Paddle to DC: Visiting Basswood Lake’s Ancient Cedar
Two-foot rollers gently lifted the stern of our canoe as we paddled out into the sprawling expanse of Basswood Lake, an iconic lake on the Minnesota-Ontario border in the heart of the Boundary Waters Canoe Area Wilderness and Quetico Provincial Park. Together, these two wilderness areas protect over two million acres of interconnected lakes and rivers formed by the last ice age.
We were traveling through a paddler’s paradise, surging forward in a rhythmic motion with every passing wave. Every few minutes a larger set swept under us, a gentle reminder that we were walking a fine line between the perfect tailwind pushing us east at four miles an hour and the slightly larger waves that would form if the winds increased, which would force us to shore to wait for the wind to subside.
Two days before, we had left the Voyageur Outward Bound School on the Kawishiwi River on a 100-day journey by canoe and sailboat to Washington D.C. Several sulfide ore mines are being proposed on the edge of the Boundary Waters, including the Twin Metals Mine, which is a stone’s throw from Outward Bound’s base and the edge of the wilderness area. We are worried about the threats these mines bring to the Boundary Waters, so we are spreading the word about what a special place it is—one paddle stroke at a time.
We paddled down the Kawishiwi River and a series of lakes into the Boundary Waters Canoe Area Wilderness, following the path that pollution from the Twin Metals Mine would take to Basswood Lake. From Basswood Lake we would turn east and follow the chain of lakes that forms the international border for 140 miles to Grand Portage on Lake Superior to complete the first leg of our 2,000-mile journey. But before leaving Basswood, we would pause to visit an old friend.
As we neared the east end of Basswood Lake we ducked into a small, nondescript bay. Sheltered from the wind we could relax and rest. At the base of the protected cove we climbed out of the canoe and walked into the cool dark forest. From the water the trees looked normal, but after walking a few feet into the woods we came to the massive trunk of one of the oldest trees in the Boundary Waters. This 700- to 1,100-year-old cedar is five feet in diameter, but it is no taller than its neighbors that all look to be much younger.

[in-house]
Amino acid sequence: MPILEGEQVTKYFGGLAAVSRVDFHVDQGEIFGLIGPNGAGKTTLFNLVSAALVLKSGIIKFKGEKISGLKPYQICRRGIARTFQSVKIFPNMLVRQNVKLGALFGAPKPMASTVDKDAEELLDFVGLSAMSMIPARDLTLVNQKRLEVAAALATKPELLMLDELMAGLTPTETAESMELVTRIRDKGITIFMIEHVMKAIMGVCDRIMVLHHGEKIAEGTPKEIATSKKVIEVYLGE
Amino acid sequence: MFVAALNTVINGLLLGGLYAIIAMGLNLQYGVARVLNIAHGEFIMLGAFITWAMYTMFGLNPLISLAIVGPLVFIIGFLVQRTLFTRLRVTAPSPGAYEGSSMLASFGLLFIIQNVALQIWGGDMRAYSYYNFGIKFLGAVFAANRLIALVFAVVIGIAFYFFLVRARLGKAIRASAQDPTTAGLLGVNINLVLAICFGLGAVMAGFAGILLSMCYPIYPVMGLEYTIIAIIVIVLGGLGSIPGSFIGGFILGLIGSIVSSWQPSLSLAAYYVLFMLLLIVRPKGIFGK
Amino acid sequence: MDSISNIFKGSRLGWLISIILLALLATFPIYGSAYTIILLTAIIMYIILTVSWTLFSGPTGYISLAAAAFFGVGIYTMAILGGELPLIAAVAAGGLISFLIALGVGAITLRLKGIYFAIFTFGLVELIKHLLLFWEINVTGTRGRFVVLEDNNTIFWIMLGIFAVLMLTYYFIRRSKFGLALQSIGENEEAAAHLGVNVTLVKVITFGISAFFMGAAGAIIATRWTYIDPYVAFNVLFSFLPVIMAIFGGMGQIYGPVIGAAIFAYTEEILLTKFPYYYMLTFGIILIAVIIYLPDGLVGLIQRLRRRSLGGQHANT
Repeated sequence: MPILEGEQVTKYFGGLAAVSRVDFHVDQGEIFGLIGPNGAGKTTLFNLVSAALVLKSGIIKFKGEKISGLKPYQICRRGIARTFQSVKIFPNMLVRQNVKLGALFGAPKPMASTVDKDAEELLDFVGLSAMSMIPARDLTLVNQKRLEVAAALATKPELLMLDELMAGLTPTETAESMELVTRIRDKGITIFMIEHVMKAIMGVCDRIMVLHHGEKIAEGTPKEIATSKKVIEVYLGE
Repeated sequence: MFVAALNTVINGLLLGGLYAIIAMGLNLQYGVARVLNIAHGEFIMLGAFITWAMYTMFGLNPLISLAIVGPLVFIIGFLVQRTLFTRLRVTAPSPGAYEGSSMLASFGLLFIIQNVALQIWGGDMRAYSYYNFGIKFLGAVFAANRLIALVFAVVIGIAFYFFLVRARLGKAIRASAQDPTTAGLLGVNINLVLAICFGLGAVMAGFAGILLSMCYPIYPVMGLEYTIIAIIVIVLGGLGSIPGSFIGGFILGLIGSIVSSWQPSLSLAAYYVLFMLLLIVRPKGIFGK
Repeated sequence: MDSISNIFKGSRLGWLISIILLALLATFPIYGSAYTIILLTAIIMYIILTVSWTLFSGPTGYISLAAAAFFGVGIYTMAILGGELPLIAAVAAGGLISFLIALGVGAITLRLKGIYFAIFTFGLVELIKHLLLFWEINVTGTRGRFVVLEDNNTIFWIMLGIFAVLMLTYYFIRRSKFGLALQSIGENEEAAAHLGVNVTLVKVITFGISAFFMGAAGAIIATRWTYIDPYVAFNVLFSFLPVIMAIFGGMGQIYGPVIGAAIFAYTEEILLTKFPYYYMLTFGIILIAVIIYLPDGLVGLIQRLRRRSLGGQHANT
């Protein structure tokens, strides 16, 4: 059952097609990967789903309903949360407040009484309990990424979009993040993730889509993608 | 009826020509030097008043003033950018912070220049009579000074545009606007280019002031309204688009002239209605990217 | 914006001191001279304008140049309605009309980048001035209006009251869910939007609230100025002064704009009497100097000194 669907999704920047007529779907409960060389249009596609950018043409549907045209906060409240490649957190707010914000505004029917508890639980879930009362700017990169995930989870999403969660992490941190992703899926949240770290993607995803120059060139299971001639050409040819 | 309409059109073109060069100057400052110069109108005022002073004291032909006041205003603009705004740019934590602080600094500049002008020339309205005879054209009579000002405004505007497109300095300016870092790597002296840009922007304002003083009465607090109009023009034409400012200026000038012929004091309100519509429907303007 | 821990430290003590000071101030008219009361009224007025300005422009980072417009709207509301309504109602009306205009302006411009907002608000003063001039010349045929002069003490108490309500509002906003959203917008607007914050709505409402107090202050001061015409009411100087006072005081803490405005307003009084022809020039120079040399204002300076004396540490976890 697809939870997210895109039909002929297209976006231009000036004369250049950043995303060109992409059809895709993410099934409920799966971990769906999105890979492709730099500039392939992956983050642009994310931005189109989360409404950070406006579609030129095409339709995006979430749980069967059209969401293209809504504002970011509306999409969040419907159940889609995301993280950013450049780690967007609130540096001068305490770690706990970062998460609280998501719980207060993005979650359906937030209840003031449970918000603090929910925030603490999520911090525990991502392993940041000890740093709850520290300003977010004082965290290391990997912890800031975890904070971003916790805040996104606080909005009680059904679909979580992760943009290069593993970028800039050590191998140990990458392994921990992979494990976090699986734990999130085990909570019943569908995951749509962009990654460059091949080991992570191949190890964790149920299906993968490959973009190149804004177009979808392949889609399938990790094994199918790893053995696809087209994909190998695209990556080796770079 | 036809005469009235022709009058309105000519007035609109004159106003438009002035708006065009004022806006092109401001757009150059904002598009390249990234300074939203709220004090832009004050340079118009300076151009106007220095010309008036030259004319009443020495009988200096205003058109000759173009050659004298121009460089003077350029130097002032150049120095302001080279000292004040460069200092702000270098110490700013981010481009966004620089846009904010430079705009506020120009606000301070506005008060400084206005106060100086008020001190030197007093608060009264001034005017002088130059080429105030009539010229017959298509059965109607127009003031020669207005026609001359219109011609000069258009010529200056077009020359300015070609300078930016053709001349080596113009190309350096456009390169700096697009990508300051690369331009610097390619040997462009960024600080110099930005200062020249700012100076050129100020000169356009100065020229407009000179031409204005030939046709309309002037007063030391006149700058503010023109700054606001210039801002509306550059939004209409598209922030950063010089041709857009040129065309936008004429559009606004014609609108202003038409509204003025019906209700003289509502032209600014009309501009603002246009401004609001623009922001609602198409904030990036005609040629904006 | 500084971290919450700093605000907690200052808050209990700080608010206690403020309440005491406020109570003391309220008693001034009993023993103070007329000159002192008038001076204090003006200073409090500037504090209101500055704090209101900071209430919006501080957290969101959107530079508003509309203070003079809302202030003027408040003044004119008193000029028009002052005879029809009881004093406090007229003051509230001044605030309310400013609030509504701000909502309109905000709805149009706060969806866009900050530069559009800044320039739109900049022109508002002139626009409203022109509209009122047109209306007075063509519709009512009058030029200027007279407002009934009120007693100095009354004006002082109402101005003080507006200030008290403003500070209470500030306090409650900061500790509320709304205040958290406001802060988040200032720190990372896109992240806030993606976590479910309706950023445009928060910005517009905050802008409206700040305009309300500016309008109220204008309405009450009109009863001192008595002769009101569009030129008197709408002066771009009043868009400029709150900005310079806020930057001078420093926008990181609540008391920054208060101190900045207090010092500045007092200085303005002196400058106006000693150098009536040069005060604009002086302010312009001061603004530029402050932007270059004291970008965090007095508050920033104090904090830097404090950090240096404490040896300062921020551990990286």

Standing at its base, touching its thick, gnarled bark, I wondered about the countless windstorms and forest fires it had survived—and the people who had stopped to marvel at its massive trunk and rested in the cool shade at its base over the centuries. How many more generations of people and changes to the landscape will this tree witness? We left an offering of tobacco at its base and after a moment of reflection, continued on our journey.
- Nat Geo Expeditions
A Dene elder in the Northwest Territories once explained to me that when you travel by dog team or canoe you see every rock and every tree—the land speaks to you. Listening to the land as I explore wild places has made me realize the importance of being a voice for the land as well. After all, it can be hard to hear the ancient cedars and rushing streams when caught up in the hustle and bustle of our busy lives.
National Geographic Adventurers of the Year Dave and Amy Freeman are on a 100-day adventure to celebrate the natural beauty and economic importance of the Boundary Waters Wilderness. All along their 2,000-mile journey, Dave and Amy are sharing their love of the Boundary Waters and collecting signatures in support of America’s most visited wilderness area.